We were not entirely unfamiliar with the modes of travel that we would encounter on our trip to the Canadian Rockies. Our first extensive train travel had been with a 2nd class Euro-rail Pass for 6 weeks in Europe.  Then, a pup tent was our only hotel. A 60-pound backpack our only luggage.

A cruise on the castle-studded Rhine River was included with our rail pass. And here and there in the Swiss Alps, there were trams that swept us up the mountain sides for a view of the vast horizons. Our only guide and itinerary on that first grand tour of Europe was drawn from Arthur Frommer’s  Europe on $5 a Day. (Now that does date us!)


 But what a difference 35 years makes!

    Lemonade and snacks while we waited for the train departure in the first class lounge.A little live entertainment in the First Class lounge at Central Station in Vancouver.


Our passage on this VIA RAIL journey read FIRST CLASS, and included snacks and entertaining live music as we waited for the train to arrive at the station. The musician, reminiscent of the Riverlorian on a steamboat, also provided a preview of what we could expect on our journey.




The via train station at Jasper, Alberta. The alpine motif is repeated throughout the area. Car rentals available here at the train station.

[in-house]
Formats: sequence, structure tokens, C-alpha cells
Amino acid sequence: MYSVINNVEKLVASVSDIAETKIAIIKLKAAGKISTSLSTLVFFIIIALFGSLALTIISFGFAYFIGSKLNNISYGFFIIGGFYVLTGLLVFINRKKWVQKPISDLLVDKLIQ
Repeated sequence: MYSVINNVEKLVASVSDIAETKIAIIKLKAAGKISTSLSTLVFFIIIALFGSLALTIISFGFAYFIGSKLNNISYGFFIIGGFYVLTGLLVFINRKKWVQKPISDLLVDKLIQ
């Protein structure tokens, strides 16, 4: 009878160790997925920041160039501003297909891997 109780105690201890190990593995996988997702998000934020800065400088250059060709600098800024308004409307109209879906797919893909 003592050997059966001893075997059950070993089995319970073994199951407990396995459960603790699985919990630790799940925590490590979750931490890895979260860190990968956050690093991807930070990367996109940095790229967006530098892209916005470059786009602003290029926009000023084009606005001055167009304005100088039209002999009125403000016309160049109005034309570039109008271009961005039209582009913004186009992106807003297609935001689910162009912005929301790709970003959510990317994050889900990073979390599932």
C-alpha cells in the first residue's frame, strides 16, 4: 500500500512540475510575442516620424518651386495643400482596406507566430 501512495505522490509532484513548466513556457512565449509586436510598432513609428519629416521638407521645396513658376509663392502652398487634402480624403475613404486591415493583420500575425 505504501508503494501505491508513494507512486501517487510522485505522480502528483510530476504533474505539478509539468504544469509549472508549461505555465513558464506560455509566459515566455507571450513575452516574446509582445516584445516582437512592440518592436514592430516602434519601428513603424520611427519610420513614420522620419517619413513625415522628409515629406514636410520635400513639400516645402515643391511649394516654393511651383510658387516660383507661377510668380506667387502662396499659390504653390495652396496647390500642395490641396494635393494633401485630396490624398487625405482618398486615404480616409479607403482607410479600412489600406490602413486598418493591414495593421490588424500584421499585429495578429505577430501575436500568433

We left Central Station in Vancouver, British Columbia on VIA RAILs  Canadian at 5 p.m. sharp, to commence a journey on the silver tracks through a boundless wilderness of trees and waterways and mountain peaks that would deposit us at the Jasper train station at about 11 a.m. the next day.




After a modest Welcome Aboard party in the observation car, we Our First Class double suite result from removing the wall between two suites. Now that is luxury! Normally a suite will have a bathroom sink and two bunks. savored our first moments of settling into our double suite. By day there was a window table and comfortable chairs. The trains had been put into service in the 1950s and had been refurbished to reflect that 1950s decor. A sink and toilet on either side hinted at the relative luxury in which we traveled.